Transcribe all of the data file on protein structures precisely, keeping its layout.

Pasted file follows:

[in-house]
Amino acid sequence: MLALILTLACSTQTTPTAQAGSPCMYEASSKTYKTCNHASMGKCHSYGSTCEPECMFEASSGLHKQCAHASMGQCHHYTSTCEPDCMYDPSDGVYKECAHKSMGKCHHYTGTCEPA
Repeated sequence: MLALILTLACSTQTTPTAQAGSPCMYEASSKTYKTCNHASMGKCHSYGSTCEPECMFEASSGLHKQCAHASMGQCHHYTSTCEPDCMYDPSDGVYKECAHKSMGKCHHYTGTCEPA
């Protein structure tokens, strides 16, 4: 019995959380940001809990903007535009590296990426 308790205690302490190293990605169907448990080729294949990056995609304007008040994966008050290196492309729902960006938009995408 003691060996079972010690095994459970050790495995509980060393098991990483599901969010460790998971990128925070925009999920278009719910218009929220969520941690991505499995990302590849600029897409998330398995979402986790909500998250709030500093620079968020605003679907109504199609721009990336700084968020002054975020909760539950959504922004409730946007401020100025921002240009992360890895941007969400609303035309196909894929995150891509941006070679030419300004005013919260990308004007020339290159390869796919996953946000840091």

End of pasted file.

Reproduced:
[in-house]
Amino acid sequence: MLALILTLACSTQTTPTAQAGSPCMYEASSKTYKTCNHASMGKCHSYGSTCEPECMFEASSGLHKQCAHASMGQCHHYTSTCEPDCMYDPSDGVYKECAHKSMGKCHHYTGTCEPA
Repeated sequence: MLALILTLACSTQTTPTAQAGSPCMYEASSKTYKTCNHASMGKCHSYGSTCEPECMFEASSGLHKQCAHASMGQCHHYTSTCEPDCMYDPSDGVYKECAHKSMGKCHHYTGTCEPA
């Protein structure tokens, strides 16, 4: 019995959380940001809990903007535009590296990426 308790205690302490190293990605169907448990080729294949990056995609304007008040994966008050290196492309729902960006938009995408 003691060996079972010690095994459970050790495995509980060393098991990483599901969010460790998971990128925070925009999920278009719910218009929220969520941690991505499995990302590849600029897409998330398995979402986790909500998250709030500093620079968020605003679907109504199609721009990336700084968020002054975020909760539950959504922004409730946007401020100025921002240009992360890895941007969400609303035309196909894929995150891509941006070679030419300004005013919260990308004007020339290159390869796919996953946000840091």